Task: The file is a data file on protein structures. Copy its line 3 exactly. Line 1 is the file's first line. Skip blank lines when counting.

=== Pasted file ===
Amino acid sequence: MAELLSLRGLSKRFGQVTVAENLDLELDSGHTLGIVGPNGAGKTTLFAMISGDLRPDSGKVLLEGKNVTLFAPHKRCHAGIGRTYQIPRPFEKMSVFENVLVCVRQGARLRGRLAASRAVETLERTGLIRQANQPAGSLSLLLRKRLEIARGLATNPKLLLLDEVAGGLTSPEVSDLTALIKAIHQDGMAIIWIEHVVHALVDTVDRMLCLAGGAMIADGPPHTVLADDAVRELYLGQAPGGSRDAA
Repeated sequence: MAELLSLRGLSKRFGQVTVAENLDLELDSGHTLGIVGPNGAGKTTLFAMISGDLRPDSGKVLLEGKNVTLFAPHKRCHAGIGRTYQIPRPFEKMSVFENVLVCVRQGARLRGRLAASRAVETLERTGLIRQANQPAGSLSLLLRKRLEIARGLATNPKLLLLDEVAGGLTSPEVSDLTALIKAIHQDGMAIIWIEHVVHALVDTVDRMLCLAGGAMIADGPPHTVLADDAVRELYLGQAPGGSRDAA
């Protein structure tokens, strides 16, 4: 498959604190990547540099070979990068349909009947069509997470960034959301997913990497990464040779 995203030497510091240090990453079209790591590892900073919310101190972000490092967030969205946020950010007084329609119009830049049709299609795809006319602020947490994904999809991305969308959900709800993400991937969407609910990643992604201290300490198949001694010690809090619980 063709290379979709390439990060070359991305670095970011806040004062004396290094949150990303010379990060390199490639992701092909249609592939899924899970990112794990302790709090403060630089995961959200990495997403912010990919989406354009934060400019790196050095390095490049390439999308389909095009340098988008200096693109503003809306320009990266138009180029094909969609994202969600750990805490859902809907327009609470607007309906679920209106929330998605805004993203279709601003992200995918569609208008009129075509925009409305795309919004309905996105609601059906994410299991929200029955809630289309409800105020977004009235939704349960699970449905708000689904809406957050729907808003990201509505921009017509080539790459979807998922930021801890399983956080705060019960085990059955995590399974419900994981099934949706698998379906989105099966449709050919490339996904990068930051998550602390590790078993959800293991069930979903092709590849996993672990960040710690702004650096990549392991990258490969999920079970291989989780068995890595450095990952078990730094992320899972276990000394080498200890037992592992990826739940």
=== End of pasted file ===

């Protein structure tokens, strides 16, 4: 498959604190990547540099070979990068349909009947069509997470960034959301997913990497990464040779 995203030497510091240090990453079209790591590892900073919310101190972000490092967030969205946020950010007084329609119009830049049709299609795809006319602020947490994904999809991305969308959900709800993400991937969407609910990643992604201290300490198949001694010690809090619980 063709290379979709390439990060070359991305670095970011806040004062004396290094949150990303010379990060390199490639992701092909249609592939899924899970990112794990302790709090403060630089995961959200990495997403912010990919989406354009934060400019790196050095390095490049390439999308389909095009340098988008200096693109503003809306320009990266138009180029094909969609994202969600750990805490859902809907327009609470607007309906679920209106929330998605805004993203279709601003992200995918569609208008009129075509925009409305795309919004309905996105609601059906994410299991929200029955809630289309409800105020977004009235939704349960699970449905708000689904809406957050729907808003990201509505921009017509080539790459979807998922930021801890399983956080705060019960085990059955995590399974419900994981099934949706698998379906989105099966449709050919490339996904990068930051998550602390590790078993959800293991069930979903092709590849996993672990960040710690702004650096990549392991990258490969999920079970291989989780068995890595450095990952078990730094992320899972276990000394080498200890037992592992990826739940």